# Currency Triangulation

First off, I want to state, for the record, that I have [B]NOT[/B] tested, nor examined this idea in any detail whatsoever. It simply popped into my head, and I had to send it out to be examined before I forgot what it was.

I was examining the possibility of holding three opposing positions at once… for example:
Sell AUDUSD,
Sell USDJPY.

My original thought was, if I held all three positions in equal amounts, would the daily interest rate cancel out across them?

Of course, the answer way ‘yes’; doing this is foolish in terms of Carry Trading, since the interest you gain from any of the pairs would be cancelled out by what you have to pay on the others.

But then I got to thinking… would the same be true of the price? If I gained a pip in AUDJPY, would I lose a pip in either of the other two to balance it out?

I don’t have any figures to back this one up, but I believe, [I]in theory[/I], the answer is also ‘yes’; your net gain would be zero across the board (less, actually, since you have to cough up the spread).

Now, I’m going to switch gears, and outline a standard physics problem (trust me, this relates); suppose you and a friend are floating in space (why not?), with no reference points to tell how fast you’re going, or in which direction. You can tell that your friend is moving towards or away from you, and how fast, but that’s all. How would you be able to tell how fast [I]you[/I] are going?

The answer is, you wouldn’t; your only reference is your friend, and so [I]relative[/I] to him, you know which way things are moving.

This is how I think of currency pairs; everything is in relation to [I]the other[/I] currency, not to anything concrete. If you [I]could[/I] tell that, say, USD is falling (absolutely), and that JPY was stable (absolutely), you would know to sell USDJPY and gain some pips. But of course, you can’t know changes absolutely, because there is no common reference to compare them to.

So how about we make one?

Drifting back into space… suppose another friend came along. Now, you can tell changes in relation to either friend, and they can tell changes in relation to each other. Now things become a little more telling, and give you some probabilities to follow:

1. if both friends are moving away from you, in all likelihood, [I]you[/I] are the one who is moving away, and the other two are stable.
2. If both friends are moving toward you, in all likelihood, [I]you[/I] are the one who is moving toward them, and the other two are stable.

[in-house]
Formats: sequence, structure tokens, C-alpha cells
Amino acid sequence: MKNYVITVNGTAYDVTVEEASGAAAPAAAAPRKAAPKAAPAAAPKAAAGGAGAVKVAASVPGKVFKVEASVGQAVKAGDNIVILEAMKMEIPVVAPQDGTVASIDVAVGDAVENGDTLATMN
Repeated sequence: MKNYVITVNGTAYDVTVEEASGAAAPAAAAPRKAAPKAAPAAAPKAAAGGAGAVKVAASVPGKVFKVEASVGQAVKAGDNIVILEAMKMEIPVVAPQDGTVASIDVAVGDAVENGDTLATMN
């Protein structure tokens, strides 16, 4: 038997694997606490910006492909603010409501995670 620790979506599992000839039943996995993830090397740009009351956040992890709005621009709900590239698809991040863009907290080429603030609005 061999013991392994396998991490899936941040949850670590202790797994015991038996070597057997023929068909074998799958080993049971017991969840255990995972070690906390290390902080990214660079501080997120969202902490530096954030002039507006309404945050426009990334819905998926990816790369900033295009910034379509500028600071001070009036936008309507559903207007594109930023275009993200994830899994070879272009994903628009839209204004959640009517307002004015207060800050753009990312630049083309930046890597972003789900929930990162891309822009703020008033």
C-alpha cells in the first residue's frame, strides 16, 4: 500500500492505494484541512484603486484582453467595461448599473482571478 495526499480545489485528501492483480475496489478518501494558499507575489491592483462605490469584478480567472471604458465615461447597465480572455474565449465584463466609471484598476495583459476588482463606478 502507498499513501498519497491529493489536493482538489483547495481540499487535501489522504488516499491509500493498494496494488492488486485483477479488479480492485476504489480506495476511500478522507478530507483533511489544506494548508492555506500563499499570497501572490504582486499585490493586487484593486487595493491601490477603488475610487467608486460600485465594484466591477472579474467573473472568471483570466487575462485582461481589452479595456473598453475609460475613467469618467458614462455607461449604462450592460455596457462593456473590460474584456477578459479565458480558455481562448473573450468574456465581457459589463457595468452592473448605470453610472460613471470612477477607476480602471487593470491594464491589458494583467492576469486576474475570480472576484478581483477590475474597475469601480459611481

3. If friend A is moving toward you, and friend B is moving away, likelihood is that you are relatively stable, and its the other two that are moving.
4. If friend B is moving toward you, and friend A is moving away, you are stable, and the other two are moving, but in the [I]opposite direction[/I] as in the previous point.

Of course, this isn’t foolproof; there’s no way to tell that the third friend is any more or less stable than the other two; but it gives you probabilities that you can use to bias your decisions.

Back to currency… let’s apply these ideas:

1. If AUDUSD goes up and USDJPY goes down, AUDJPY doesn’t change much at all, and we can assume that USD is falling [I]absolutely[/I]… might be a good time to get in on other trades where USD is a factor?
2. If AUDUSD goes up and USDJPY goes up, AUDJPY should be rising, and USD is relatively stable.
3. If AUDUSD goes down and USDJPY goes down, AUDJPY should be falling, and USD is relatively stable.
4. If AUDUSD goes down and USDJPY goes up, AUDJPY doesn’t change much at all, and we can assume that USD is rising [I]absolutely[/I]… another chance to look at other USD currencies?

I don’t know whether this is a [I]system[/I], per se… or more of way to think about currency changes. What’s more, the whole notion may be completely out to lunch since I’m so new at this stuff, and havn’t got any test-results to back this up.

I guess what I’m saying, [I]in theory[/I], is that if you see a trend in two of the pairs, you should be able to come up with a reasonable prediction of what the cross will do.

Any thoughts on whether I’ve just stumbled upon a moment of idiocy, brilliancy, or something someone else has already come up with?

The short answer to your question is that yes, you can use a triangulation to see if the movement of a particular pair is the result of a broader movement in one of the currencies in question, or just something specific to that particular relationship. Sorry. You haven’t stumbled upon anything new. It’s based on what is known as Triangular Arbitrage.

Yeah, I figured as much after I put it out there… seemed too simple for someone not to have thought of it.

All the same, I thought it up without having to read about it first, so I feel like I’m making progress. Woohoo!

Hi Pipsicola I must admit that this idea has plagued me for a while too.

from my view, I 've been trying to find a way to “Hedge” my currency pairs. I got burned a couple of times, and i want to make sure that I will have a chance to reduce my losses, and give me fighting chance to know what directions the currency pair is headed. What do I mean by this? well…

for example, recently I bought gbp/jpy. at the high level.at the time, i wanted to let it sit there and ride it out, and I thought the interest rate collected will help offset the position as it goes down. I’d figure if I hold it for one year, I’d be ok. HOWEVER, the market really gone down, from 240 to 221. YIKES!!!. i got BURNED!!. I was hurting, and lost some money. :(.

now, I’ve been researching the same currency pair, and I’d figure… What if I “Hedged” it with a another currency pair(buy one, and sell the other pair)? I’d figure, at least for the moment, even though I THINK its going on one direction, I’d be protecting myself because I’d be selling the other pair at the same time. yes, I wont be making too much money, but at least if it gone down the other direction, I’d be giving myself a fighting chance to readjust myself, and sort of eliminate the emotional aspect of trading.

Here how I been doing this via practice account.